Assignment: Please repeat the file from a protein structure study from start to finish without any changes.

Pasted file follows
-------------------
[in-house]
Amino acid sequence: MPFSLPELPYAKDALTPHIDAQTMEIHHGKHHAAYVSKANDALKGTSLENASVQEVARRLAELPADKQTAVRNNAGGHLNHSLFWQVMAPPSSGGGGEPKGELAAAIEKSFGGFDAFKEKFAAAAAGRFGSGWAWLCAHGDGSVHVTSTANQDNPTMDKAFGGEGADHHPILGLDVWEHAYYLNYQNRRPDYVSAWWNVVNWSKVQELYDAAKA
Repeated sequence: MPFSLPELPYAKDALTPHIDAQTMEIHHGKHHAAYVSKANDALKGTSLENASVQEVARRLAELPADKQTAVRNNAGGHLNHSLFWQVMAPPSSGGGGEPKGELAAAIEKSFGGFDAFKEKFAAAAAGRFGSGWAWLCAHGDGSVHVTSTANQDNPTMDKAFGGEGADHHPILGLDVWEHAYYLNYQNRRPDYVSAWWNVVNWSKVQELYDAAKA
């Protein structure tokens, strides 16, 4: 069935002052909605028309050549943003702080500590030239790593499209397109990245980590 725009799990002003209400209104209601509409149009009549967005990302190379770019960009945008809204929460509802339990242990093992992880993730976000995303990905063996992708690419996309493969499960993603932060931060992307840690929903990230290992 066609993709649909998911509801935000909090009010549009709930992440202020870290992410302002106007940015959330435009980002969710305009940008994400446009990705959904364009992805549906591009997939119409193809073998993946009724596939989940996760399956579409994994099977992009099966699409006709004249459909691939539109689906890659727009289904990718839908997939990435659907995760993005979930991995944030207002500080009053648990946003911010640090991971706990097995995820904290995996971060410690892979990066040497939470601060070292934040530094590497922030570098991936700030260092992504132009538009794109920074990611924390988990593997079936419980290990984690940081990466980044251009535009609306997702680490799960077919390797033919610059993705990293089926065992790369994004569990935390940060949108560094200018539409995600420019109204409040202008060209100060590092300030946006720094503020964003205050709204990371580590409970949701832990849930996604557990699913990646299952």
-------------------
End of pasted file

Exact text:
[in-house]
Amino acid sequence: MPFSLPELPYAKDALTPHIDAQTMEIHHGKHHAAYVSKANDALKGTSLENASVQEVARRLAELPADKQTAVRNNAGGHLNHSLFWQVMAPPSSGGGGEPKGELAAAIEKSFGGFDAFKEKFAAAAAGRFGSGWAWLCAHGDGSVHVTSTANQDNPTMDKAFGGEGADHHPILGLDVWEHAYYLNYQNRRPDYVSAWWNVVNWSKVQELYDAAKA
Repeated sequence: MPFSLPELPYAKDALTPHIDAQTMEIHHGKHHAAYVSKANDALKGTSLENASVQEVARRLAELPADKQTAVRNNAGGHLNHSLFWQVMAPPSSGGGGEPKGELAAAIEKSFGGFDAFKEKFAAAAAGRFGSGWAWLCAHGDGSVHVTSTANQDNPTMDKAFGGEGADHHPILGLDVWEHAYYLNYQNRRPDYVSAWWNVVNWSKVQELYDAAKA
């Protein structure tokens, strides 16, 4: 069935002052909605028309050549943003702080500590030239790593499209397109990245980590 725009799990002003209400209104209601509409149009009549967005990302190379770019960009945008809204929460509802339990242990093992992880993730976000995303990905063996992708690419996309493969499960993603932060931060992307840690929903990230290992 066609993709649909998911509801935000909090009010549009709930992440202020870290992410302002106007940015959330435009980002969710305009940008994400446009990705959904364009992805549906591009997939119409193809073998993946009724596939989940996760399956579409994994099977992009099966699409006709004249459909691939539109689906890659727009289904990718839908997939990435659907995760993005979930991995944030207002500080009053648990946003911010640090991971706990097995995820904290995996971060410690892979990066040497939470601060070292934040530094590497922030570098991936700030260092992504132009538009794109920074990611924390988990593997079936419980290990984690940081990466980044251009535009609306997702680490799960077919390797033919610059993705990293089926065992790369994004569990935390940060949108560094200018539409995600420019109204409040202008060209100060590092300030946006720094503020964003205050709204990371580590409970949701832990849930996604557990699913990646299952």